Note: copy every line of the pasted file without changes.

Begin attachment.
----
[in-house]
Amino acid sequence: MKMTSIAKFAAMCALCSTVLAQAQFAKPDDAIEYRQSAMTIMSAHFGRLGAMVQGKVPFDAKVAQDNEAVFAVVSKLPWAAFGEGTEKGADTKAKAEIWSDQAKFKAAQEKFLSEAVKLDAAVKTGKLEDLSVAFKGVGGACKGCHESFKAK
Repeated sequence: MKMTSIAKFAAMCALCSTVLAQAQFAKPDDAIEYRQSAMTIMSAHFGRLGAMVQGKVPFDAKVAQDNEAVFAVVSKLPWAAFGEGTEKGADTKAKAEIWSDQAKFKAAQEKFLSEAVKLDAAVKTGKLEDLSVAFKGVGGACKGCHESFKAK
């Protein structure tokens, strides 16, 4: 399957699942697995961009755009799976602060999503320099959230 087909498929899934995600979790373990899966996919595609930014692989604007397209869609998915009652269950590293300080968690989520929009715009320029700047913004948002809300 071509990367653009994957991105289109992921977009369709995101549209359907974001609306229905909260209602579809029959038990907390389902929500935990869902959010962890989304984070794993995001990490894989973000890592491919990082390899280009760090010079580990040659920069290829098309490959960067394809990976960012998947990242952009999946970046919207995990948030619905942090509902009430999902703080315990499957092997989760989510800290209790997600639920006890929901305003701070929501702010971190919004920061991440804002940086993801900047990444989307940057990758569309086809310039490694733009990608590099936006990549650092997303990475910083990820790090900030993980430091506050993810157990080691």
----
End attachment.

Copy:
[in-house]
Amino acid sequence: MKMTSIAKFAAMCALCSTVLAQAQFAKPDDAIEYRQSAMTIMSAHFGRLGAMVQGKVPFDAKVAQDNEAVFAVVSKLPWAAFGEGTEKGADTKAKAEIWSDQAKFKAAQEKFLSEAVKLDAAVKTGKLEDLSVAFKGVGGACKGCHESFKAK
Repeated sequence: MKMTSIAKFAAMCALCSTVLAQAQFAKPDDAIEYRQSAMTIMSAHFGRLGAMVQGKVPFDAKVAQDNEAVFAVVSKLPWAAFGEGTEKGADTKAKAEIWSDQAKFKAAQEKFLSEAVKLDAAVKTGKLEDLSVAFKGVGGACKGCHESFKAK
């Protein structure tokens, strides 16, 4: 399957699942697995961009755009799976602060999503320099959230 087909498929899934995600979790373990899966996919595609930014692989604007397209869609998915009652269950590293300080968690989520929009715009320029700047913004948002809300 071509990367653009994957991105289109992921977009369709995101549209359907974001609306229905909260209602579809029959038990907390389902929500935990869902959010962890989304984070794993995001990490894989973000890592491919990082390899280009760090010079580990040659920069290829098309490959960067394809990976960012998947990242952009999946970046919207995990948030619905942090509902009430999902703080315990499957092997989760989510800290209790997600639920006890929901305003701070929501702010971190919004920061991440804002940086993801900047990444989307940057990758569309086809310039490694733009990608590099936006990549650092997303990475910083990820790090900030993980430091506050993810157990080691």